Going to Problem Solving too Soon
Think about a couple that has been together for a really long time and they make the choice to open their relationship without really talking about why it’s important to either of them. Let’s assume they move to solving the problem too quickly, with the problem being their sex life. They are both horny and want sex, but they don’t know how to talk about this topic together and so they haven’t had sex together in months. So, they decide to open the relationship without understanding why they each want this more fully and it backfires. In our culture, many of us who were socialized as men were taught to solve problems quickly and move onto the next issue. Unfortunately, that’s not always what’s called for in a given situation and moving to problem solving without fully understanding the complexity of the situation can have very painful results.
What do I do when jealousy comes up?
One of the main questions that comes up about non-monogamous relationships, is what to do when jealousy creeps in. Here are some tips and tools to help you begin to deal and process the jealousy that may come up.
Sit with the feeling. Try and understand it without judgment. Are you scared that you may lose your partner? Are there ways your partner could make you feel more secure? The first step is understanding what’s going on inside you and then you’ll be better able to ask for what you need.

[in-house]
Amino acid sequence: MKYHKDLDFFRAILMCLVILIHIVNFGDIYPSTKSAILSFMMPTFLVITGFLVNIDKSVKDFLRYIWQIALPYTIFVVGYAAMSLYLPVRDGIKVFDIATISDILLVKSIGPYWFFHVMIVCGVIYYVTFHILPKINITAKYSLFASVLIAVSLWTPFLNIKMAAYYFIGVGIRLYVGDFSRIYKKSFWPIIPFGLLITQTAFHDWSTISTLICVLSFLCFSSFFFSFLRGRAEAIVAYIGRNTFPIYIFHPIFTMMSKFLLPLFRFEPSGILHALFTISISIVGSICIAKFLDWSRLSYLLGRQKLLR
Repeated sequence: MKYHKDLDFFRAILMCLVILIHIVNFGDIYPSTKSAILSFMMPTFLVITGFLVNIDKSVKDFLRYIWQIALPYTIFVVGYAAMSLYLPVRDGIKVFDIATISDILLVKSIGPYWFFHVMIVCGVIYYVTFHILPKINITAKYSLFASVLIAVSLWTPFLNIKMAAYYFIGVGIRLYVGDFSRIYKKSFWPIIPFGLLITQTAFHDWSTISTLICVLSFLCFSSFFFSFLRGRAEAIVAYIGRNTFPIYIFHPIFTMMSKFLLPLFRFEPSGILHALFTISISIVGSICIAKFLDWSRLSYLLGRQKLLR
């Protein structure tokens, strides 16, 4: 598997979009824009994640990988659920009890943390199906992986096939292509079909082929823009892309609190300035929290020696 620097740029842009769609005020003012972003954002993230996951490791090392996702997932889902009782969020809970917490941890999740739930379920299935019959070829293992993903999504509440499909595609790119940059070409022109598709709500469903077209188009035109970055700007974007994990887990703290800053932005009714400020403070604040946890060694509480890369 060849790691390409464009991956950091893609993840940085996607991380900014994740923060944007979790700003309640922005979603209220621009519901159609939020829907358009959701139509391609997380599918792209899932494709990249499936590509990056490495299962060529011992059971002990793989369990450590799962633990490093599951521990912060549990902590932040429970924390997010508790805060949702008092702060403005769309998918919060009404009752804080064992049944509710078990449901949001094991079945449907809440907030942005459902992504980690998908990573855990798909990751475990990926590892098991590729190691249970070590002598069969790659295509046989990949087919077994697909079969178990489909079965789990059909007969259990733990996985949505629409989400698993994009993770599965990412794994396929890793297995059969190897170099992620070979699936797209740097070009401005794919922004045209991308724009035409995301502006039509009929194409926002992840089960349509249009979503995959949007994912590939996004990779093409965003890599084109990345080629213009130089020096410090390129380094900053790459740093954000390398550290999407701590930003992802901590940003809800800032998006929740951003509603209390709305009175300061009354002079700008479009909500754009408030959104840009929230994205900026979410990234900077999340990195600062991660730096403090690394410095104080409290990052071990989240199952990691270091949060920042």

Take a moment before you react. In primary attachment relationships, small actions can sometimes cause big reactions. Take a moment to calm and soothe yourself before beginning a tough conversation with you partner about your needs or fears.
Give yourself a pat on the back. Open relationships take a lot of work! They require trust, honesty and communication on a level that can be pretty intense. Take a moment to validate the progress that you have made so far.
Communicate with your partner. Make a pact to only communicate about sensitive topics when you’re both feeling calm and grounded. Make sure you know what you are feeling or needing before you begin making requests from your partner.
Turn toward each other. This is a technique often spoken about by John and Julie Gottman, leaders in couples therapy research. When your partner does reach out to begin processing or looking at tough emotions, make space for them. They’re more than likely making a bid for connection and putting themselves out there in a vulnerable way. Turn toward them, instead of turning away and making the situation worse.
What kind of relationship do you want?
The first step is setting aside some time to go inside. Putting your partner’s needs aside for a moment, what do you want sexually and otherwise from your current relationship. Are there things you are missing? Are there sexual parts of yourself that have been neglected? This is hard work, but the self-exploration sets the stage for having the more in-depth conversation in the future. And it’s not really fair to go into a tough conversation without doing the personal prep yourself first. It would be like showing up for a work presentation without having done any work on the slide deck. It probably won’t go very well.